MEDICAID AND NON-MEDICAID PRENATAL CARE BY NURSE-MIDWIVES: Comparison of Risk, Time, Care Coordination, and Reimbursement

Authors

  • Karin Hangsleben CNM, MS,

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    • Karin Hangsleben is a senior staff nurse-midwife at Fairview Riverside Obstetrics and Gynecology Associates, Minneapolis, Minnesota. She graduated from the University of Utah in 1975 with a master of science in nursing.

  • Martha Jones CNM, MS,

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    • Martha Jones, formerly at Fairview Riverside Obstetrics and Gynecology Associates, established a nurse-midwifery practice in 1994 at Blue Ridge Women's Health Center in Harrisonburg, Virginia. She graduated from the University of Minnesota in 1986 with a master of science in nursing.

  • Betty Lia-Hoagberg RN, PHD,

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    • Betty Lia-Hoagberg is an Associate Professor in the School of Nursing, University of Minnesota, and received her PhD from the same university. She has conducted a number of research studies on prenatal care use.

  • Catherine Skovholt MN, MSPH,

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    • Catherine Skovholt is a faculty member at the University of San Francisco and a doctoral candidate at the University of Minnesota. She has a master of nursing from the University of Florida and a master of science in public health from the University of Minnesota.

  • Ruth Wingeier CNM, MS

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    • Ruth Wingeier practices full-scope nurse-midwifery at Long Prairie Medical Center in Long Prairie, Minnesota. She is a former assistant editor for the Journal of Nurse-Midwifery, and is an adjunct faculty for the University of Minnesota Nurse-Midwifery Educational Program.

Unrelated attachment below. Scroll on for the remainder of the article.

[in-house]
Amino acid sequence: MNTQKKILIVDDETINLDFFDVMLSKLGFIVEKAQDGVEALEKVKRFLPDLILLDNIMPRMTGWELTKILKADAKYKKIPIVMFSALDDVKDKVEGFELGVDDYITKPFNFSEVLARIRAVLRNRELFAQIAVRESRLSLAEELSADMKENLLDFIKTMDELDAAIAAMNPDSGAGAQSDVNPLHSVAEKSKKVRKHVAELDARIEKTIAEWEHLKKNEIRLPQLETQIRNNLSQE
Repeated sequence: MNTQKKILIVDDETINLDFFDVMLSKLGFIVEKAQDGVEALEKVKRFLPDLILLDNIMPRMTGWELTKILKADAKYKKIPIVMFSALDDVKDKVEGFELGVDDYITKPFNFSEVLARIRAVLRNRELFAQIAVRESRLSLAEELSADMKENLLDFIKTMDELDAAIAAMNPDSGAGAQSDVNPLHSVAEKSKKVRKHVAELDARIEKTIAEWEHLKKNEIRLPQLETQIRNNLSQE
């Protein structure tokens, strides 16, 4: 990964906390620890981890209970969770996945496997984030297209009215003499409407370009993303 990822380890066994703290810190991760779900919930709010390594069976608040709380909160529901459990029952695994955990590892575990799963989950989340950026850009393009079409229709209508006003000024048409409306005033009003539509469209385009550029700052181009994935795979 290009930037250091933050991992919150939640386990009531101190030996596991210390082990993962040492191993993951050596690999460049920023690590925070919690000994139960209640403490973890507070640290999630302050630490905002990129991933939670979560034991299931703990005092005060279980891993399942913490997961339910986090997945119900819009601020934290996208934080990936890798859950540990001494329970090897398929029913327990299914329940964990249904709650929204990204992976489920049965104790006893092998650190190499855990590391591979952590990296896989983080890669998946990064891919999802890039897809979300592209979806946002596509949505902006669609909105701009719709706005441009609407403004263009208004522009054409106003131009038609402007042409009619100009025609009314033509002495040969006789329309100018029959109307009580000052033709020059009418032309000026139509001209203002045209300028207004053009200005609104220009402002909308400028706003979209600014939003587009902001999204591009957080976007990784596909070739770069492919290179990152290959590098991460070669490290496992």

Address correspondence to Karin Hangsleben, cnm, ms, 701 25th Ave. S., Suite 302, Minneapolis, MN 55454.

ABSTRACT

The purpose of the study was to compare high-risk pregnant women with medical assistance payment (HRMA) and those with private insurance payment (HRPI) on use of provider time, care coordination activities, and financial reimbursement. Comparisons were also conducted for the same factors between the high-risk and low-risk women (LRMA) that received medical assistance payment for their care. Total time spent by care providers in giving antepartum, intrapartum, and postpartum care was highest for the HRPI women. However, the two medical assistance groups started prenatal care significantly later and had fewer visits, and one-third did not return for their 6-weeks postpartum visit. The HRPI group also had a higher cesarean birth rate. Rates of care coordination activities such as calls, referrals, and consultations were significantly higher for the HRPI and HRMA women compared with those for the LRMA women. However, the HRMA women have limited financial and psychosocial resources that require additional provider management and referrals. Reimbursement rate was highest for the HRPI group in which approximately 73% of the total amount billed was collected compared with approximately 56% among medical assistance women. Recommendations for policy, practice, and further research are offered.

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